PicoScope 5000 Series

FlexRes® Oscilloscopes

PicoScope 5444D PC oscilloscope connected via USB cable to a silver laptop running PicoScope 6 software

High speed and high resolution. Breakthrough ADC technology switches from 8 to 16 bits in the same oscilloscope.

From just £959

Find out more  

Experiment to view T1 clock recovery


Educational data logger

This experiment demonstrates how a T1 data communications code can be viewed by the ADC-200/20 oscilloscope and how a simple circuit can alter the code to recover the embedded clock signal. The figure below illustrates various baseband data codes and their respective frequency spectra. The T1 signal is the Bipolar AMI RZ.

image showing the waveforms for communication data

This experiment demonstrates:

  • What a very popular serial data communications signal looks like.
  • What the frequency spectrum of that signal looks like.
  • A simple circuit to extract the embedded clock signal in the data for signal regeneration purposes.

This experiment is suitable for: 

  • College or University Data Communications Course.
  • Data Communications Professionals Carrier/ISP.

Equipment required

  • ADC-200/20 oscilloscope running PicoScope oscilloscope software.
  • T1 Test Generator. Wandel & Goltermann DSA15.
  • Coaxial cable with BNC T Connector terminated in 100 ohms.
  • 2 x alligator clips
  • Diode bridge (4 diodes soldered in bridge configuration 1N914)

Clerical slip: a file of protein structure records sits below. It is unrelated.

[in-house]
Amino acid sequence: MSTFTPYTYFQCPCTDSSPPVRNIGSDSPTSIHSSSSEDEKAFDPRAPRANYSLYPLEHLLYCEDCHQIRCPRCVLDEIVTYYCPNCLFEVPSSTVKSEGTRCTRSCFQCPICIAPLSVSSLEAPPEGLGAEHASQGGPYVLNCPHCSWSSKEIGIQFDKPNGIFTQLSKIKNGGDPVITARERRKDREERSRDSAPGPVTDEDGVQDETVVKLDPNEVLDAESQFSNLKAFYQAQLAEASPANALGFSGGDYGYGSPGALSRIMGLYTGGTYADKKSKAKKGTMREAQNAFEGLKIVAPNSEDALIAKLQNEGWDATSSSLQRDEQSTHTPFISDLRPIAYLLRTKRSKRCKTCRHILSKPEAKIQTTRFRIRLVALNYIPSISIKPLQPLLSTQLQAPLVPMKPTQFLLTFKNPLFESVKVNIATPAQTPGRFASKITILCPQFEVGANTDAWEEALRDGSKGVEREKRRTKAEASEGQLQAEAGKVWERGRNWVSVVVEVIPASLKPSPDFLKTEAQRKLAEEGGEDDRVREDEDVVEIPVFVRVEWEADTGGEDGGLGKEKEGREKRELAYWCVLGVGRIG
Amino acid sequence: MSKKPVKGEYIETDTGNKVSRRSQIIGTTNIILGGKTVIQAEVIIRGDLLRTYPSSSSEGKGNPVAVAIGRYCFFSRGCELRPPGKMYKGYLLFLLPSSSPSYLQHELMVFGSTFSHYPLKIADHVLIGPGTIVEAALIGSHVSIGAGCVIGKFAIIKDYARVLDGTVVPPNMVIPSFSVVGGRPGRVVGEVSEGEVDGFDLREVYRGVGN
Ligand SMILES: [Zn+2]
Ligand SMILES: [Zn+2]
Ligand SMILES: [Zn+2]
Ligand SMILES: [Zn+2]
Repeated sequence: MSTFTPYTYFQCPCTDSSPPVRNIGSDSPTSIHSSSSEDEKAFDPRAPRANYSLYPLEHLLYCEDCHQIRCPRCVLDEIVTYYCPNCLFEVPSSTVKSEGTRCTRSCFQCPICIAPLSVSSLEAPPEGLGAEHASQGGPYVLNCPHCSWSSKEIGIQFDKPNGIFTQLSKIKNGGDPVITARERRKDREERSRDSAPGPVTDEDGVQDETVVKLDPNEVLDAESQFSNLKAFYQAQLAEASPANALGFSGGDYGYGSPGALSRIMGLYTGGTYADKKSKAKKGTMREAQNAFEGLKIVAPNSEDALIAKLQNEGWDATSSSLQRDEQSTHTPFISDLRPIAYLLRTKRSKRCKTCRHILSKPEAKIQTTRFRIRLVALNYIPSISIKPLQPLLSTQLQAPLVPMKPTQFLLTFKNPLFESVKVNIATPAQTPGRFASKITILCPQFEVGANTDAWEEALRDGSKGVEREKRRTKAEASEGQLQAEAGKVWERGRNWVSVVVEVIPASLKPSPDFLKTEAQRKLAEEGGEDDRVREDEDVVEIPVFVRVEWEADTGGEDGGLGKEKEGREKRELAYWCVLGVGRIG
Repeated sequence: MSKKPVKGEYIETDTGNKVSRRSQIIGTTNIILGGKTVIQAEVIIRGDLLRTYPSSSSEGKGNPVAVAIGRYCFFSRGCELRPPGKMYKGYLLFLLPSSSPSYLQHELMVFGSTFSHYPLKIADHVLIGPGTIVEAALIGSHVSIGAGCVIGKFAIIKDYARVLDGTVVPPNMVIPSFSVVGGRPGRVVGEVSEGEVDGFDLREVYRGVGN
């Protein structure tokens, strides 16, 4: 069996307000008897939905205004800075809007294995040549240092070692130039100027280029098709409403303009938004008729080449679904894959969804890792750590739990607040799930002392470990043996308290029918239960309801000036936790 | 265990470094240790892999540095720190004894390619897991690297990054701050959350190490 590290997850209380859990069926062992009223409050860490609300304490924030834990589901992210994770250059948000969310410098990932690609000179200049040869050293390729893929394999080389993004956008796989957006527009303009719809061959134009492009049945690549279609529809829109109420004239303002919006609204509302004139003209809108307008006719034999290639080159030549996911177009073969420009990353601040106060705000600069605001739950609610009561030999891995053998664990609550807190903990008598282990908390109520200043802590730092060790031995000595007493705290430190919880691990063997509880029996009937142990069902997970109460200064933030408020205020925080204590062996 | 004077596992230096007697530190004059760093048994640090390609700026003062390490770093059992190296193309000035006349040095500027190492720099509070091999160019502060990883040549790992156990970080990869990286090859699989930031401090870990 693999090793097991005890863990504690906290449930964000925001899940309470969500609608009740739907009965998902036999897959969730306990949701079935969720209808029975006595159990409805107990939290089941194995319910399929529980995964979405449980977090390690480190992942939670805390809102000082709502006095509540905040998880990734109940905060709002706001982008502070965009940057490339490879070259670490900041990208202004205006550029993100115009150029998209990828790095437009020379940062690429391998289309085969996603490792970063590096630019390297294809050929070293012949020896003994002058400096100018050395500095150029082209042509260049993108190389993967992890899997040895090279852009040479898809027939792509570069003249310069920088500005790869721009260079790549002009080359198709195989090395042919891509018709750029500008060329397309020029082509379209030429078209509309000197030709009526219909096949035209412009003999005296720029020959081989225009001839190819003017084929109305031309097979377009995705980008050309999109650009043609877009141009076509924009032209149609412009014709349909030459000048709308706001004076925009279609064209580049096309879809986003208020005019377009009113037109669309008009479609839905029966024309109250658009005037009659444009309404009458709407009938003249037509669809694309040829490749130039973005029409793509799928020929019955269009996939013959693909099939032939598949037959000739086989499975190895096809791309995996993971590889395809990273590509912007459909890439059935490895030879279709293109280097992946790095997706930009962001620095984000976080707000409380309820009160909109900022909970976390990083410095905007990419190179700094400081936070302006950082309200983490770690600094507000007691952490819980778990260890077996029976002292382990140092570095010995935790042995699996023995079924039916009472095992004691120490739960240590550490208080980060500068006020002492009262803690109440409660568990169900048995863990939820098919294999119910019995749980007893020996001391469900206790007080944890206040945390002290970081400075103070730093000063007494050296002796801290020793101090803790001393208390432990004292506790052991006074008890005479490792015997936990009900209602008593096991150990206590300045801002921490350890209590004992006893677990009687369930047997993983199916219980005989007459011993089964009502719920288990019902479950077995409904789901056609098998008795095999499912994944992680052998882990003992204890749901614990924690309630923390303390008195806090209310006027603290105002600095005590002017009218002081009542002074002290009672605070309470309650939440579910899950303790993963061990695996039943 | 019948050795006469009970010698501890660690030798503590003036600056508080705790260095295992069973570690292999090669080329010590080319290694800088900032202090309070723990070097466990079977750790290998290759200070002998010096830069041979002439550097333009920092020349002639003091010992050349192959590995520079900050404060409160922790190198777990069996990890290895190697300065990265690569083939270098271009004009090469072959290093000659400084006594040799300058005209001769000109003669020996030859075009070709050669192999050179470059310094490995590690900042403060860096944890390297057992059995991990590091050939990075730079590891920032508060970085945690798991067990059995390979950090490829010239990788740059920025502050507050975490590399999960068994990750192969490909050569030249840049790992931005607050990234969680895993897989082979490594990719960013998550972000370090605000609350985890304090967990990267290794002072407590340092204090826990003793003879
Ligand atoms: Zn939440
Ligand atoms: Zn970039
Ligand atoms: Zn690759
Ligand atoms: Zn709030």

Always keep in mind that the ground of the ADC-200/20 is common to the ground of the PC and thus common to AC ground.

Experiment setup

The setup is shown in the sketch and picture below:

connection of the ADC-200 to the test set up

Figure 1: experiment set up

Experiment procedure

1. T1 test set direct to ADC-200/20

Using the correct bantam test cord, connect the T1 test set output directly to the Ch1 input on the ADC-200/20. A coaxial cable with alligator clips can be used to connect to the tip and ring on the balanced bantam cable. Ensure that the Ch1 input is terminated in the correct T1 impedance of 100 ohms.

Set the T1 test set for the standard Bell QRSS test waveform. This generates a predetermined stream of random bits. This waveform can be easily captured by the ADC-200/20 in single shot mode. The capture is shown below:

random data captured by PicoScope from the ADC-200

The spectrum of the QRSS signal is shown in the first figure. It is a smooth hump with very little energy at DC, peak at 772 kHz, and null at the bit rate of 1.544 MHz. The spectral capture on the ADC-200/20 is shown below.

captured frequency spectrum using PicoScope

2. T1 clock recovery

In order for a digital signal to be useful, it must be periodically regenerated to remove unwanted noise. To do this, a clock signal must be present at the data rate for sampling purposes. In order to do this, the T1 signal can simply be put into a full wave diode bridge. 4 ordinary diodes like 1N914 diodes can be used for this purpose as shown below.

full wave rectifier

Connect the T1 test set with alligator clips so that the signal is at the AC points of the bridge. The ADC-200/20 tip will connect to the positive of the bridge and the ring to the negative.

The T1 signal is now rectified and the capture is shown below.

captured screenshot of rectfied signal using PicoScope

The spectrum of the rectified T1 signal now shows a strong recovered clock at the bit rate of 1.544 MHz!

spectrum of rectified signal using PicoScope

Credits, comments and further info

This experiment was written by Jeremy Clark and Kyle James Mcneil at Seneca College, Canada.